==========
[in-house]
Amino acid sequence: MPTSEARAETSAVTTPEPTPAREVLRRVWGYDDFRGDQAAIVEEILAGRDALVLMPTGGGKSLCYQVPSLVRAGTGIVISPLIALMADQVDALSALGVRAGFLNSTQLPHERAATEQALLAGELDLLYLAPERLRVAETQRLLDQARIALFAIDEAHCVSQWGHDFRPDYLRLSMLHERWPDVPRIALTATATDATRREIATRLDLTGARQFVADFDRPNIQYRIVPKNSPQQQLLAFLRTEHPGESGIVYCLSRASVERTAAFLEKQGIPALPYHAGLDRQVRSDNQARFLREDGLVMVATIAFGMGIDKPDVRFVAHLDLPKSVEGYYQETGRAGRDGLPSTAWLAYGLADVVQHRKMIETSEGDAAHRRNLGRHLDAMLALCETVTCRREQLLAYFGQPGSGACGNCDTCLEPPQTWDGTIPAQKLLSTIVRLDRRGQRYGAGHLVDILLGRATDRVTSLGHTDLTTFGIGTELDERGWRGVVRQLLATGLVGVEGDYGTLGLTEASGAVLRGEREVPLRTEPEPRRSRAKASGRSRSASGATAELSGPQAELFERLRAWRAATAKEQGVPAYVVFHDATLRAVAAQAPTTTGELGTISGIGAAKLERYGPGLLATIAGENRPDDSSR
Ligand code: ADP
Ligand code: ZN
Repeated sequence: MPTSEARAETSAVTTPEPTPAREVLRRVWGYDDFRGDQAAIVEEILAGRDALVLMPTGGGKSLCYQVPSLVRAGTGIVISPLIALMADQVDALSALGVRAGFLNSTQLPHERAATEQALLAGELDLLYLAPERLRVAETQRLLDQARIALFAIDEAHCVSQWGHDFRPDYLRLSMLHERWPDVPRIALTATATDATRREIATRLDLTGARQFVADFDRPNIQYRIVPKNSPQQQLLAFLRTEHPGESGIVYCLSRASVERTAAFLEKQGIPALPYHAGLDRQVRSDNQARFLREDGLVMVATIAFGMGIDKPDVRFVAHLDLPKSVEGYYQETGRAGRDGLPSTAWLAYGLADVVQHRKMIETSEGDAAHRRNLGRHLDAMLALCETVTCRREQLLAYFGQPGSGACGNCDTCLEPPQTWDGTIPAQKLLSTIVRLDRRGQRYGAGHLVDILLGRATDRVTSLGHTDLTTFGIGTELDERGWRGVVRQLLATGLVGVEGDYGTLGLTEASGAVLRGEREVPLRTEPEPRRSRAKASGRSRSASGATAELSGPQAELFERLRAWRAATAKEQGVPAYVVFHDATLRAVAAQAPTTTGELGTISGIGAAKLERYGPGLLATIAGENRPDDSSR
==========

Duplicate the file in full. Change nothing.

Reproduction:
[in-house]
Amino acid sequence: MPTSEARAETSAVTTPEPTPAREVLRRVWGYDDFRGDQAAIVEEILAGRDALVLMPTGGGKSLCYQVPSLVRAGTGIVISPLIALMADQVDALSALGVRAGFLNSTQLPHERAATEQALLAGELDLLYLAPERLRVAETQRLLDQARIALFAIDEAHCVSQWGHDFRPDYLRLSMLHERWPDVPRIALTATATDATRREIATRLDLTGARQFVADFDRPNIQYRIVPKNSPQQQLLAFLRTEHPGESGIVYCLSRASVERTAAFLEKQGIPALPYHAGLDRQVRSDNQARFLREDGLVMVATIAFGMGIDKPDVRFVAHLDLPKSVEGYYQETGRAGRDGLPSTAWLAYGLADVVQHRKMIETSEGDAAHRRNLGRHLDAMLALCETVTCRREQLLAYFGQPGSGACGNCDTCLEPPQTWDGTIPAQKLLSTIVRLDRRGQRYGAGHLVDILLGRATDRVTSLGHTDLTTFGIGTELDERGWRGVVRQLLATGLVGVEGDYGTLGLTEASGAVLRGEREVPLRTEPEPRRSRAKASGRSRSASGATAELSGPQAELFERLRAWRAATAKEQGVPAYVVFHDATLRAVAAQAPTTTGELGTISGIGAAKLERYGPGLLATIAGENRPDDSSR
Ligand code: ADP
Ligand code: ZN
Repeated sequence: MPTSEARAETSAVTTPEPTPAREVLRRVWGYDDFRGDQAAIVEEILAGRDALVLMPTGGGKSLCYQVPSLVRAGTGIVISPLIALMADQVDALSALGVRAGFLNSTQLPHERAATEQALLAGELDLLYLAPERLRVAETQRLLDQARIALFAIDEAHCVSQWGHDFRPDYLRLSMLHERWPDVPRIALTATATDATRREIATRLDLTGARQFVADFDRPNIQYRIVPKNSPQQQLLAFLRTEHPGESGIVYCLSRASVERTAAFLEKQGIPALPYHAGLDRQVRSDNQARFLREDGLVMVATIAFGMGIDKPDVRFVAHLDLPKSVEGYYQETGRAGRDGLPSTAWLAYGLADVVQHRKMIETSEGDAAHRRNLGRHLDAMLALCETVTCRREQLLAYFGQPGSGACGNCDTCLEPPQTWDGTIPAQKLLSTIVRLDRRGQRYGAGHLVDILLGRATDRVTSLGHTDLTTFGIGTELDERGWRGVVRQLLATGLVGVEGDYGTLGLTEASGAVLRGEREVPLRTEPEPRRSRAKASGRSRSASGATAELSGPQAELFERLRAWRAATAKEQGVPAYVVFHDATLRAVAAQAPTTTGELGTISGIGAAKLERYGPGLLATIAGENRPDDSSR